As the crisis deepens, "too big to fail"- banks are getting even bigger. Bailouts for banks that are "too big to fail"- and getting bigger are problematic for a couple of reasons. First, they increase moral hazard. Why should banks change behavior if they expect to be bailed out for making similar poor decisions in the future? Two, the bailouts are akin to putting a band-aid on a cancerous tumor if the causes are not identified and addressed. Unfortunately there is no partisan cure for this cancer.
If bailouts are approved, they must be accompanied by bipartisan congressional investigations since they raise moral hazard. If CEOs and their boards are found guilty of bilking their shareholders (short selling company stock after books were cooked and before the bad news was unloaded), severance packages need to be confiscated and cots in federal penitentiaries assigned.
Political campaign contributions from "too big to fail"- banks paid to members of Congress and presidential candidates should be collected and used to offset the cost of the bailouts. This will begin the process of making government more accountable. This, however, is not enough. Elected leaders must be held accountable for all contributions received. One hundred percent transparency in DC is a must. A bipartisan website is needed to display sources and amounts of all contributions.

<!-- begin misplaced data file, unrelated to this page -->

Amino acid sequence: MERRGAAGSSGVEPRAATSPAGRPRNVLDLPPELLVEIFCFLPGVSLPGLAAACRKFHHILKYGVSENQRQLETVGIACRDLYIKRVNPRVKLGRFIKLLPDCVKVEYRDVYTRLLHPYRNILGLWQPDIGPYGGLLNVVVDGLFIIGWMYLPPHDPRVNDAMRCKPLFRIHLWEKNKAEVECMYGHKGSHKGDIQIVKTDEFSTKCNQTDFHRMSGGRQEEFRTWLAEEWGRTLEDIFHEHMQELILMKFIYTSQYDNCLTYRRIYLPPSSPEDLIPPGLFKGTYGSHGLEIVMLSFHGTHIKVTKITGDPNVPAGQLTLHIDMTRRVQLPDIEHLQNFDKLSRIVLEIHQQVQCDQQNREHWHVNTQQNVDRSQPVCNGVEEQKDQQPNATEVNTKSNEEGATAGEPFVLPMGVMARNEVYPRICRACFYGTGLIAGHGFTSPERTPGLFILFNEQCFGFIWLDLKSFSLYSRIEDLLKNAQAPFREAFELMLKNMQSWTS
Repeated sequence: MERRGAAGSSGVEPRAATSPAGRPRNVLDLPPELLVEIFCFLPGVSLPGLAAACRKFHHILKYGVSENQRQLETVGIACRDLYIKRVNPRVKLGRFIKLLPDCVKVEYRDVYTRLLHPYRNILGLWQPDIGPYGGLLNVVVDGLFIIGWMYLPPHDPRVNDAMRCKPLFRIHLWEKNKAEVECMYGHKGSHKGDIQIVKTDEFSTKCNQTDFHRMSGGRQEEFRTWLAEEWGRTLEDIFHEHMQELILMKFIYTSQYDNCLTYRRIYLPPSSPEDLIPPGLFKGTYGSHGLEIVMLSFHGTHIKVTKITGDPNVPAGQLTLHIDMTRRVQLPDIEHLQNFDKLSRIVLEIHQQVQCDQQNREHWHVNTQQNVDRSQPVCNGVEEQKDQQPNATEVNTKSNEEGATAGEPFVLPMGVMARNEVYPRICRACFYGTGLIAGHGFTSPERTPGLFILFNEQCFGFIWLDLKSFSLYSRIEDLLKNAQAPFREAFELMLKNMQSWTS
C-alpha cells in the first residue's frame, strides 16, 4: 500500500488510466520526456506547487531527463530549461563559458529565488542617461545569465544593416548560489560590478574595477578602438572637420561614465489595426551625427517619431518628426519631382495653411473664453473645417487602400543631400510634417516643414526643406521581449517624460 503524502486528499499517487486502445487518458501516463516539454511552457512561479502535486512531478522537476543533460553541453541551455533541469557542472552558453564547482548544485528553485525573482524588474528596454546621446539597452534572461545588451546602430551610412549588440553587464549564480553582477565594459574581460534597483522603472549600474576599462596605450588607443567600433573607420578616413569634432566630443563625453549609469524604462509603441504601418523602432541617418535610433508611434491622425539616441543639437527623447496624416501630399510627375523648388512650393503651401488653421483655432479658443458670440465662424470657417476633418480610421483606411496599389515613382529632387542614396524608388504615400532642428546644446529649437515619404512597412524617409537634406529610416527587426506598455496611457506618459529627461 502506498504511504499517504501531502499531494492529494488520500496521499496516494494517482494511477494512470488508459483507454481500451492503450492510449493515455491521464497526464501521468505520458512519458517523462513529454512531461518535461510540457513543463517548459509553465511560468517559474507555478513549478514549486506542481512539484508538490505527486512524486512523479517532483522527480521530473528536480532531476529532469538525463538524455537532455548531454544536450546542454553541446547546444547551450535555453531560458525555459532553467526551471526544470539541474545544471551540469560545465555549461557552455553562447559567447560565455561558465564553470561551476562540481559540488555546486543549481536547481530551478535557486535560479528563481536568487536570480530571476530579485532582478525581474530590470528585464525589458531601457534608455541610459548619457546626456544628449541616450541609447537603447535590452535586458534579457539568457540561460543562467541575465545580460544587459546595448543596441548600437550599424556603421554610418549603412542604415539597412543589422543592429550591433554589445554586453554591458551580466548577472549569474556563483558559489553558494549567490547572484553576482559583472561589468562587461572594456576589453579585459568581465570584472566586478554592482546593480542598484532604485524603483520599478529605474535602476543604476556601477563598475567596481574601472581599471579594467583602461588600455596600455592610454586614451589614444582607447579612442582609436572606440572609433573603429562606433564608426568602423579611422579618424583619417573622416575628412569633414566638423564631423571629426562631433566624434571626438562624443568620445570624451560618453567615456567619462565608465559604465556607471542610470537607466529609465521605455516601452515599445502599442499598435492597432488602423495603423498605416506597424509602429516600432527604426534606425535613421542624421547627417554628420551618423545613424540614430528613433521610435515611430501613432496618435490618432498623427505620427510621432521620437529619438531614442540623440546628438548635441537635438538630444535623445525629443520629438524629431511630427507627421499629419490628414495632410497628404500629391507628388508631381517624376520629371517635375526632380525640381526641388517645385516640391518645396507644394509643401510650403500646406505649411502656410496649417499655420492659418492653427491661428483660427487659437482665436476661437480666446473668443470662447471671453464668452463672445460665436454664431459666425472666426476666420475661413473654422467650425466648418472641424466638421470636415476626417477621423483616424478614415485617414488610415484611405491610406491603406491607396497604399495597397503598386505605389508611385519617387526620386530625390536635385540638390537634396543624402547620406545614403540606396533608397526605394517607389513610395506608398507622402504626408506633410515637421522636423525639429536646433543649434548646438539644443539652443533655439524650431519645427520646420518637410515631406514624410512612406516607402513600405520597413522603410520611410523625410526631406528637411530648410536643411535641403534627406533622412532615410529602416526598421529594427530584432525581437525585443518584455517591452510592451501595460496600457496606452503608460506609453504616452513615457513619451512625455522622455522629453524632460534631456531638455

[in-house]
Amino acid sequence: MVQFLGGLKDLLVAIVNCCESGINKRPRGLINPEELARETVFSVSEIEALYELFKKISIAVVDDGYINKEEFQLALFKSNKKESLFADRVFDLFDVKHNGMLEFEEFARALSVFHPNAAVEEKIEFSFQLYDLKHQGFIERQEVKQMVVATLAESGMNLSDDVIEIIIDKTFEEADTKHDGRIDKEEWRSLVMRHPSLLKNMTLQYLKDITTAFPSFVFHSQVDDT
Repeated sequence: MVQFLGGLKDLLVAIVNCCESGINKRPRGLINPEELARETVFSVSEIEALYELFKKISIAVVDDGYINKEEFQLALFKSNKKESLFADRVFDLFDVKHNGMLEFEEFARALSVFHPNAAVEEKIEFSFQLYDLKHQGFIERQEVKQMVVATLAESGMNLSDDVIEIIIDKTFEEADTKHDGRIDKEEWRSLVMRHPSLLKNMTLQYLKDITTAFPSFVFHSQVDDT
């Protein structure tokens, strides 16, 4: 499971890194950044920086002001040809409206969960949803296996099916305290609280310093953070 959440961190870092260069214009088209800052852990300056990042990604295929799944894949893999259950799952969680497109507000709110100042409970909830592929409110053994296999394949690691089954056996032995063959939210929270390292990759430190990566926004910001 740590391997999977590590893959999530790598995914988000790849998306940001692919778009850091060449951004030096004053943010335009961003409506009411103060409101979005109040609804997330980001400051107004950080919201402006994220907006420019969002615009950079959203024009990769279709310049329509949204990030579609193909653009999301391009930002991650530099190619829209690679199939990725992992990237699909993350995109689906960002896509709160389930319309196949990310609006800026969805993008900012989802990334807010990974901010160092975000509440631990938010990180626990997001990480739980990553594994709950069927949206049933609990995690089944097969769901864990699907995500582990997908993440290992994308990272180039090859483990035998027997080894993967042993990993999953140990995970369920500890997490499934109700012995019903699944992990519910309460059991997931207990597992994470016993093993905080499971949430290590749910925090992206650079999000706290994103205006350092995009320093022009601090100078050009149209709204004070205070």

After markets recover and bailed out "too big to fail"- banks have paid back tax payers, the next Congress and President should follow Teddy Roosevelt's mantra of "bust the trusts."- Freddie Mac, Fannie Mae, and other bailed out banks should be busted into several competing companies. If such a quagmire should ever resurface, busted up "too big to fail"- banks will not be too big to fail.
Congress and the President should roll back CRA and mark-to-market accounting, restore mortgage lending standards, and increase mortgage transparency.
Seemingly unrelated is U.S. energy independence. Congress should follow up lifting the offshore drilling ban with rules that streamline construction of new generation nuclear power plants. Projects that harness the wind, sun, and earth (geothermal) should be pursued as well. As is done in Alaska, royalties from these projects could accrue billions of dollars into the US Treasury rather than flowing overseas, which could help offset the cost of the rescue.
Finally, the Fed's mission should be altered to avoid the problems that were created when it lowered the federal funds rate to forty-year lows.
Bailouts by themselves will not cure the cancer. If this is all that is done, the cancer will wield its ugly head in the all too-near distant future. If this band-aid is all that is done, we should consider outsourcing Congress, the Presidency, and the Fed to low cost labor from India.